And yesterday- on Ashes to Ashes- they were playing short clips of the TV coverage of the Royal Wedding in '81 and there was this extraordinary affected, posh voice, speaking in an accent that's now extinct- and I though to myself "Who the hell is that?" And then they showed us the head the voice belonged to- and it was Runcie- wittering on about fairy tale weddings.
He knew Charles and Di weren't suited. He was her confessor and heard all sorts of things. But there he was- nonetheless- all decked out in his glitter and his fish-head hat- doing it to them.
Not his finest hour.
Actually he had lots of those.
He dealt with the issue of women priests by evasion. It was famously said of him that he "pinned his colours to the fence".
He overstretched himself by sending a peace envoy hither and yon (as if he were a head of state) and then looked like a fool- and a callous one at that- when the envoy was kidnapped and there was nothing he could do to free him.
But the job of an Archbishop of Canterbury is impossible. He has to be three distinct things.
1. God's top man in England.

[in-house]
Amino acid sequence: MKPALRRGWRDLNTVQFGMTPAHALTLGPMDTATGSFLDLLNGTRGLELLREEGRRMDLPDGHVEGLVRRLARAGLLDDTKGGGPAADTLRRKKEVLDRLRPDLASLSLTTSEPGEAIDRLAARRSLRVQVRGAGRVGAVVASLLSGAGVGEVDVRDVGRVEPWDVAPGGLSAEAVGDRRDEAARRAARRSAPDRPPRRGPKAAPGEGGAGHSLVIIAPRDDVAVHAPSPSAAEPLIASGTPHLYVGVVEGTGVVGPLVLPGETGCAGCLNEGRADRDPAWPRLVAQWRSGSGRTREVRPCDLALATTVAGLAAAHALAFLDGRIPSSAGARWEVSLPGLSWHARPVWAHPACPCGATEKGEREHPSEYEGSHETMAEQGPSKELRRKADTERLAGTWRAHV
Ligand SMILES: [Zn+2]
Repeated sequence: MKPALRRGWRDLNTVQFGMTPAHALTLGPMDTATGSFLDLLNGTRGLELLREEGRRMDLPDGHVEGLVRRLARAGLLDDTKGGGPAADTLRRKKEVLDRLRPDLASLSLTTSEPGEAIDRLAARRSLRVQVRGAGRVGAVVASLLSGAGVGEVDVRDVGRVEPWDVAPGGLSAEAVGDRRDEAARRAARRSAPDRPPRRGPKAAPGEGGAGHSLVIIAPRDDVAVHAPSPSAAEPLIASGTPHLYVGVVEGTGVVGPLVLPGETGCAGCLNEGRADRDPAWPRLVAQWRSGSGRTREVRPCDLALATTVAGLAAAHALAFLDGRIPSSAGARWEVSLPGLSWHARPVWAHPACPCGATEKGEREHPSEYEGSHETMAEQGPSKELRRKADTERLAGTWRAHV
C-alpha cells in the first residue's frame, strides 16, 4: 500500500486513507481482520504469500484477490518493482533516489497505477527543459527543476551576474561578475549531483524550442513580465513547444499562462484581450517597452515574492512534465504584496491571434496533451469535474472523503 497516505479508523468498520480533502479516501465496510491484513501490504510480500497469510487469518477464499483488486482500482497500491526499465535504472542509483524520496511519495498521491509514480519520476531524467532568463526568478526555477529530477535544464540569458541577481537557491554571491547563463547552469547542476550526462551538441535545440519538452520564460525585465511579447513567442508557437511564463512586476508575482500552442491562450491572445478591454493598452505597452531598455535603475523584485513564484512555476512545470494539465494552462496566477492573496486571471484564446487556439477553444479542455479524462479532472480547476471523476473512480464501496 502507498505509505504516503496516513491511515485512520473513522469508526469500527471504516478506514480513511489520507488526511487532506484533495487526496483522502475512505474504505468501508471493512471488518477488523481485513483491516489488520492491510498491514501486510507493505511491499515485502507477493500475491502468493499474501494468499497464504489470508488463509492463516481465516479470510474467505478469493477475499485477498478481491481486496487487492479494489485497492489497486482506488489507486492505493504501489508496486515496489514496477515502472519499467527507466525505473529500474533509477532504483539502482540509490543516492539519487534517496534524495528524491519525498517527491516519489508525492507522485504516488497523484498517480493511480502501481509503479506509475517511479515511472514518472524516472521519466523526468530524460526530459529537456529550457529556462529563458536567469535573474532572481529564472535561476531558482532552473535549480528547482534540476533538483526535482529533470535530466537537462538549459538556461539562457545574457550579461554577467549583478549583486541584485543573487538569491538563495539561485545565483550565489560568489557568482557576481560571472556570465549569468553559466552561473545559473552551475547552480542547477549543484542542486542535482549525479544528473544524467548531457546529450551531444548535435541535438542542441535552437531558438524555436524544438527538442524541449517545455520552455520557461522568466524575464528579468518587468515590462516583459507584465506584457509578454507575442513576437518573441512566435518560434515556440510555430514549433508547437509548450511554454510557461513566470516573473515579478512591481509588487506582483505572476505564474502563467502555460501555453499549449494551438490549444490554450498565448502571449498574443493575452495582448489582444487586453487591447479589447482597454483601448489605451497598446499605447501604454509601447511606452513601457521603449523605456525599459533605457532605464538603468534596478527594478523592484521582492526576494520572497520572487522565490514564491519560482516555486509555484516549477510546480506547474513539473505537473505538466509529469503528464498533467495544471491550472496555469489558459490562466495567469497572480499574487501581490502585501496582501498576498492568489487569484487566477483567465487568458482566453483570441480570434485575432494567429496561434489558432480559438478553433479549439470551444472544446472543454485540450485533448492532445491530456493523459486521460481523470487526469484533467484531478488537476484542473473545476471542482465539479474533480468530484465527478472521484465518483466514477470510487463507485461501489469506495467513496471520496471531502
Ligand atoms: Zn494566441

2. Chaplain in chief to the English establishment
3. CEO of the world-wide Anglican communion.
So, he has three constituencies: the god-fearing, the toffs and the funny foreign people. Their interests are not compatible. Anything he does to please one group is liable to offend the other two. And unlike the Pope he doesn't have super powers. It's part of his job to put his foot in it (which is why I'm not calling for Rowan Williams to resign).
And sometimes Runcie put his foot in it bravely
As when he prayed for the Argentine dead at Mrs T's Falklands War victory bash. She was furious.
But then he was a holder of the military cross and knew about war. He'd been a tank commander in WWII and was the only Archbishop of Canterbury in living memory to have killed people.
He was elitist, self-aware, funny.
I stumbled across his grave the other day; on the north side of St. Albans cathedral- in the shade.
Domini est terra.